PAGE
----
With all the great Open Source CMSes out there, it's getting hard to make a choice as to which one to use for your site. After looking into many such CMSes, I decided to make Drupal the primary CMS for developing websites for my clients. Drupal is open-source software that is distributed under the GPL ("GNU General Public License") and has a developer community comprised of thousands of users and developers.
Drupal provides developers with a database-driven CMS that comes "out-of-the-box" with many often-requested features. The community provides thousands of modules, which can be installed to provide additional functionality, along with thousands of free themes to make your site stand out. Third party paid themes are also available, as well as custom themes designed specifically for your site. With all this in mind, I decided to use Drupal for a site I am building for one of my clients. This article will walk you through the installation process and showcase some of the out-of-the-box features that make Drupal so popular.
The Drupal Pre-Installation Process
To begin the installation procedure, you will need to set up a MySQL database on your web host or development server. This is usually accomplished through the CPanel of your web host. It's a point-and-click process that only takes a couple minutes, and once it's set up, you will be provided with the information you'll need to install Drupal, including:
- Database name
- Host name
- Port (usually 3306)
- User name
- Database password
Once you've downloaded the installation package, you'll need to decompress it from the tar file (compressed file, similar to a zip file) into a directory on your local computer. You'll also need an FTP (File Transfer Protocol) program such as WS_FTP to move the files from your local computer to your web host. The uncompressed folder will contain seven subdirectories and quite a few files in the main directory. You'll move those files and subdirectories over to your site's main directory (assuming you want your entire site to use the Drupal CMS, rather than having a sub-section of your site using it). That process will take about 10-20 minutes, depending on your connection speed.
Once all the files have been moved over, you will need to edit a file that is located in the /sites/default/ directory, specifically a file named default.settings.php. In this file, you will find a line where the database information will need to be added, right around line 92. It looks like this:
You'll substitute the information you saved when you created your MySQL database as mentioned above. When it is edited, it will look something like this:
You will save the file as settings.php, and upload it to the /sites/default/ directory on your web host's server. Before we go any further, there are a few things that you will need to have on your server before you can begin. You will need a web server, obviously, and Drupal supports the use of Apache as well as Microsoft IIS. You will also need to have PHP installed on your server--PHP 5.2.x is recommended, but Drupal supports the use of PHP version 4.3.5 or higher. Now let's move on...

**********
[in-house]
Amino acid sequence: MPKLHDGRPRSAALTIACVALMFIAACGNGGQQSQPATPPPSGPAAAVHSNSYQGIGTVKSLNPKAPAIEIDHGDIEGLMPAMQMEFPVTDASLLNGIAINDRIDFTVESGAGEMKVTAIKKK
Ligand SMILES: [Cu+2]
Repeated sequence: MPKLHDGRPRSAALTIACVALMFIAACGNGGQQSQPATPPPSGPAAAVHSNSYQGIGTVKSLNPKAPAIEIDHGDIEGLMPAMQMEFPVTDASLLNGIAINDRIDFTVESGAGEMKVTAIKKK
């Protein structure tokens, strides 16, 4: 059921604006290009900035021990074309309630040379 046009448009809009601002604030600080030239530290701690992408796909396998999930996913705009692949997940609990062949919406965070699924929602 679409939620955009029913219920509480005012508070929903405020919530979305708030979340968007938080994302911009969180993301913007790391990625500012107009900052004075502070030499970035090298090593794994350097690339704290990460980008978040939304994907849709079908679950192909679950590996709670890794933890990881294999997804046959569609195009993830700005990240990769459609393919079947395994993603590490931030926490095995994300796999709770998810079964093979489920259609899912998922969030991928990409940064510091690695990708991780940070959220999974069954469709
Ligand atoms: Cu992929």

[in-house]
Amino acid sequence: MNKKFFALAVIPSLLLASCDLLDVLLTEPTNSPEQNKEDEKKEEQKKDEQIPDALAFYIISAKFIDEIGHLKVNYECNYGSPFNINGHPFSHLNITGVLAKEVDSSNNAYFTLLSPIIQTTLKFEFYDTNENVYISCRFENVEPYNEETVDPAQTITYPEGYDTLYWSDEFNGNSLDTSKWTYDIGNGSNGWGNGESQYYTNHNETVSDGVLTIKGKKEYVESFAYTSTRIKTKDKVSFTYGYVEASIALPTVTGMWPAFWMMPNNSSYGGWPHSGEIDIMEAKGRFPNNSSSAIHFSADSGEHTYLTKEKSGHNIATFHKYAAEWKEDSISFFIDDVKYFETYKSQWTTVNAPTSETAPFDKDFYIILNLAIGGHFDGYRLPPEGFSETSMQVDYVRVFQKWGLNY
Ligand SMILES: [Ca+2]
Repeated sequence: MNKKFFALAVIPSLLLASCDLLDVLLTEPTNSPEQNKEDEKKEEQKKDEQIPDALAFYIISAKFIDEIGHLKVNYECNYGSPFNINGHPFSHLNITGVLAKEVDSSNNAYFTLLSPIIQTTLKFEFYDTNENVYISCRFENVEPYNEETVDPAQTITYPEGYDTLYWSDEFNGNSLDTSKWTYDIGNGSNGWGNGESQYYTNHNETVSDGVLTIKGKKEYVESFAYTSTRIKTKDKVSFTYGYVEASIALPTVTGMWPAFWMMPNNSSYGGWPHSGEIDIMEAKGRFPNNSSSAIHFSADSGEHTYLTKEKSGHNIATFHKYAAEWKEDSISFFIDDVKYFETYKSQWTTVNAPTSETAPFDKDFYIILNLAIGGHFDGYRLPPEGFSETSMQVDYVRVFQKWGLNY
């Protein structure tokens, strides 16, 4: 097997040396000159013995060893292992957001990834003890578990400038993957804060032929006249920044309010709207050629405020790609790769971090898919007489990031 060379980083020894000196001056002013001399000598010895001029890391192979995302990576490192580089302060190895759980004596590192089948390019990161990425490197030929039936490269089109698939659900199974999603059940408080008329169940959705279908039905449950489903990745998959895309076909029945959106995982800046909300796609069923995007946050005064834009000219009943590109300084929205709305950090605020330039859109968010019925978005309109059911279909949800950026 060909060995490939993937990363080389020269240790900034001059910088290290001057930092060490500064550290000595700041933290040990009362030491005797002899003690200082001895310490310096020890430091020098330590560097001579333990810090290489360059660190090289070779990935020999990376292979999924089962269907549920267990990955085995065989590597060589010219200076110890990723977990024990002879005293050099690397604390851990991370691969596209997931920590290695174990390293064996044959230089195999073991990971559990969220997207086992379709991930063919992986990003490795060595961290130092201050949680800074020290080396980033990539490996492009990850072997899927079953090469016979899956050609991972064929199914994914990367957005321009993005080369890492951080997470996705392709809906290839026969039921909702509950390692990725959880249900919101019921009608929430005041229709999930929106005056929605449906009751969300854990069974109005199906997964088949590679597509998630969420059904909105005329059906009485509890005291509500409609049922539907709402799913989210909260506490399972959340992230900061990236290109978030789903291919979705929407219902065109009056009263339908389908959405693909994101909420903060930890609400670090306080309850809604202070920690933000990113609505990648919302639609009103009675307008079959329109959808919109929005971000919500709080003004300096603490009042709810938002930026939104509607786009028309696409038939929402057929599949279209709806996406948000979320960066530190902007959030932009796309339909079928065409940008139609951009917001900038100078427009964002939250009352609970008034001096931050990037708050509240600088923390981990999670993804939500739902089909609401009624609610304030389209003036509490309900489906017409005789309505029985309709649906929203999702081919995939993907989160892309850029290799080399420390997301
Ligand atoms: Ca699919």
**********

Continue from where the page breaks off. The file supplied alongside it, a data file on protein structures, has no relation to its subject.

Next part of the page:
In order to begin the installation procedure, the settings file will need to be writable on your web server. You can either do this via a telnet or SSH command line by using the following command:
chmod 666 sites/default/settings.php
Or you can use your FTP client to select the file and change the file's permissions. It will need to be changed so that the site is writable by the Owner, Group and World (most FTP clients let you just put the permission code in and it automatically sets the permissions. The permission code you'll need is 666. Once the installation process has been completed, the Drupal installation process will change the permissions back automatically.
Getting the Drupal Ball Rolling
Now you will start the installation process through the Drupal browser-based wizard. You'll begin this process by visiting your site's main URL, such as"
It will ask you the language you wish to use for the installation process, and verify that your server is correctly set up for the installation to begin.
If you already made the changes to the settings.php file yourself as mentioned above, it will begin by setting up the database (in which it will set up the tables and data), and if you didn't, it will prompt you to enter the database information that we mentioned above (this saves you the process of manually editing the file yourself).
Once the database has been configured, it will prompt you to configure the site, as shown below:
This will allow you to enter basic information, such as the name of the site, the administrator's login name, password and email address, etc. This process will only take a couple of minutes and you will then be presented with the page shown below, which lets you know that the Drupal installation is complete. You will see a link where you can begin the meat of the process, which begins by visiting your new Drupal web site.